Bearing in mind the many possible tactics available to minimize B-segment EV costs, BCG and auto industry costing engineers have identified five overall strategies for implementing the cost reduction levers that are suitable for individual OEMs. (See Exhibit 5.) Each strategy carries with it different performance and disruption levels, which are prime considerations when automakers explore enhancing or expanding into a particular segment.
Our analysis of each strategy is based on an initial price of €36,000 for an average performance B-segment EV, and then calculating how much closer to the target price of €25,000 a company can come by applying any of the approaches. Only total delivery costs are affected, and non-cost items remain unchanged.
This strategy focuses on leveraging impactful design shifts along with some basic step changes to optimize cost without compromising the current performance level. This can result in a €29,900 vehicle due chiefly to manufacturing and purchasing improvements and scale. This strategy is suitable for traditional OEMs with a strong brand who can transfer their reputation for ICE performance to EVs and also can afford to be a little above market price. While it is certainly not a breakthrough strategy, it is relatively easy and quick to implement, with no major investments required.
This strategy combines right-sizing, performance reductions, and aggressive design-to-cost tactics to reach a price of about €27,000. Costs are reduced through the elimination of features, the use of off-the-shelf components, and less variance in parts and options. Since comfort and driving performance will be sacrificed with this strategy, the overall attractiveness of the vehicle and the brand could take a big hit. However, this strategy can be implemented relatively quickly and could appeal to consumers who are looking for an inexpensive vehicle to use on short, daily urban rides of, for instance, less than 200km.
This strategy involves significant design changes that ultimately creates an EV that in size sits between segments A (small vehicles that are sometimes called city cars) and B. The primary cost cuts come from the vehicle’s reduced weight and volume, which, in turn, trims expenditures on materials and parts. Despite the downsizing, this redefined car should maintain standard B-segment features. By adopting this approach, it is possible to achieve a price of €26,000 with little disruption while maintaining a satisfactory performance level for the car.
This strategy is characterized by step changes and transformative measures in both design and manufacturing, on top of significant design shifts, and at €25,000 essentially hits the price target. This strategy includes product optimization (for instance, cell-to-pack, increasing voltage, and removing rear mirrors) as well as rethinking EVs through aggressive manufacturing choices that include new localization tactics and remade processes. In fact, offshoring is necessary to achieve the full total delivery cost reductions; any other factory footprint strategy will drive the price of a B-segment EV closer to €26,000. Implementing this strategy could take a significant amount of time as well as require substantial CAPEX investments and internal operational capabilities to drive change and innovation. While the level of disruption is higher than the other strategies, so is the vehicle’s performance.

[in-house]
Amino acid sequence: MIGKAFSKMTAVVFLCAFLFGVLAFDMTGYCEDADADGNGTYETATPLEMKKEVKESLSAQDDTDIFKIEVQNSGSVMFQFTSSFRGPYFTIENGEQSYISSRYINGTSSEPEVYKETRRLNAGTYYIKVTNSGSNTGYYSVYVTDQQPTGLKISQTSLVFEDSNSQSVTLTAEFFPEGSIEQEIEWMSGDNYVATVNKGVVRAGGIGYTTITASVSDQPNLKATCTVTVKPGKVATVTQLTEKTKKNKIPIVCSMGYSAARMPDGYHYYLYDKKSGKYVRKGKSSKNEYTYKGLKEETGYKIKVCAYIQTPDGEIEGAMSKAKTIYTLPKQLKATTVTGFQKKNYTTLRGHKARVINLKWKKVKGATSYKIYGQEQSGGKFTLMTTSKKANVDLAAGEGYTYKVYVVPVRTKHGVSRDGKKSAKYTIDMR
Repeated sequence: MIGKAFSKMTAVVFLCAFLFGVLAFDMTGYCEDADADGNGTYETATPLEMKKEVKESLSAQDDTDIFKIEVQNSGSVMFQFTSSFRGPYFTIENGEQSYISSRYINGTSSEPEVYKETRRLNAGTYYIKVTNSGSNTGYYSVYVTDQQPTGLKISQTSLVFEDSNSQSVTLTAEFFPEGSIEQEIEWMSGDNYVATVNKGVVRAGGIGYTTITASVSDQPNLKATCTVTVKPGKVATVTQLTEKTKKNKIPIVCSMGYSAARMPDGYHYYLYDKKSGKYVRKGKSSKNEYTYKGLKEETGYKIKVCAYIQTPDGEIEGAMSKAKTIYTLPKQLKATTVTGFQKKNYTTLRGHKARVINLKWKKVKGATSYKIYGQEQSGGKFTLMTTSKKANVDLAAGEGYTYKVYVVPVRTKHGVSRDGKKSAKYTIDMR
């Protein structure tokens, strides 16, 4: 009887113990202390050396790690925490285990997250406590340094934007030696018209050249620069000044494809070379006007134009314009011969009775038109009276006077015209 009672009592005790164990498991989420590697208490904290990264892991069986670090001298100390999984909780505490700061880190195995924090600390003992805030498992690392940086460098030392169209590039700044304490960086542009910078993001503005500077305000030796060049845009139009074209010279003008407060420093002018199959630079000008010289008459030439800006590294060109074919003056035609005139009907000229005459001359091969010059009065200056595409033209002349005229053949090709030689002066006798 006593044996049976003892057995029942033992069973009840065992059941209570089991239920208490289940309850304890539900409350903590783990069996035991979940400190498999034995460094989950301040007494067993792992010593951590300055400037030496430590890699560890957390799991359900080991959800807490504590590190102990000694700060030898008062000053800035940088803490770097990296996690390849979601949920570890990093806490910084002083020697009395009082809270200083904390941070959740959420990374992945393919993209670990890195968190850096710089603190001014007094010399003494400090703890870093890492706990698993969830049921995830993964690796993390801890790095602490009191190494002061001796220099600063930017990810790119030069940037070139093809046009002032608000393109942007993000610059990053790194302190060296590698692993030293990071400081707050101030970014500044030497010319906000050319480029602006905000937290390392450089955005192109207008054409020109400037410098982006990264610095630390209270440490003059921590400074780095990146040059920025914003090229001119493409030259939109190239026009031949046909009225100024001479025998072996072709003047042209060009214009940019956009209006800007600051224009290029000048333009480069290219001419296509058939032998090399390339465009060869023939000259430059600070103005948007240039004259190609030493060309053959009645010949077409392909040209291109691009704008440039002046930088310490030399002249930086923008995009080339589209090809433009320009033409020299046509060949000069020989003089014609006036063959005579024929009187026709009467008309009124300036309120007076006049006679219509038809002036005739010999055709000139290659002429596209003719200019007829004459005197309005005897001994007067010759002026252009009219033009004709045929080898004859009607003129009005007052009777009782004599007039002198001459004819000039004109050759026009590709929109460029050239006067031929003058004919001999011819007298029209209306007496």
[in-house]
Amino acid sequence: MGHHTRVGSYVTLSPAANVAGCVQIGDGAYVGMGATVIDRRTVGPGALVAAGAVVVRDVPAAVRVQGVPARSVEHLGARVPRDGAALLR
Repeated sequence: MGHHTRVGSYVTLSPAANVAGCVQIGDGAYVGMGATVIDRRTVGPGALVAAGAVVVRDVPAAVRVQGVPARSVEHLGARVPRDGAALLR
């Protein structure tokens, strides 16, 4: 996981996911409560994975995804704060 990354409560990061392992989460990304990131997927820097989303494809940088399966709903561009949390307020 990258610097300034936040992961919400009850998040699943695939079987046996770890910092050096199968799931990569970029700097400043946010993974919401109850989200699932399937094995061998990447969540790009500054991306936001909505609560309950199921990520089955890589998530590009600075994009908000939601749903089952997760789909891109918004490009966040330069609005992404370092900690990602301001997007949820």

This strategy completely alters vehicle design, performance, features, parts, and components—and is the most radical. We are already seeing some of the innovations that fit in this strategy, including in-wheel motors, removing the front part of the car to improve aerodynamics, wireless charging, and instead of batteries, body panels that generate energy. What sounds revolutionary today will cut costs in tomorrow’s EVs. The success of this strategy obviously depends on time, a large R&D team, substantial development investments, and strong engineering capabilities, coupled with a view to disrupt the status quo. Starting from scratch to re-invent the concept of a car might be easier for new entrants.
Our analysis focused on reducing total delivery costs to decrease overall vehicle price. However, 45% of the price is the result of non-cost related aspects, such as G&A or sales operations. Consequently, OEMs can supplement their cost-reduction tactics with a non-cost strategy that also offers optimization opportunities. For instance, G&A expenses can be trimmed by right-sizing the organization’s structure, streamlining operations, and reducing unnecessary expenses. Moreover, sales expenses can be managed more efficiently with a direct go-to-market approach and online commerce.
But more than anything, reducing the cost to manufacture and the sales price of electric vehicles is crucial for traditional OEMs to remain competitive in an industry that is being transformed in an accelerated fashion. And they must do so quickly, particularly in Europe where an opportunity in the popular B-segment is still awaiting European automakers—but not for long. Without taking rapid action to cut costs and produce an affordable (and profitable) B-segment vehicle, European OEMs can expect price wars and competition from global players to heat up, potentially leaving them behind.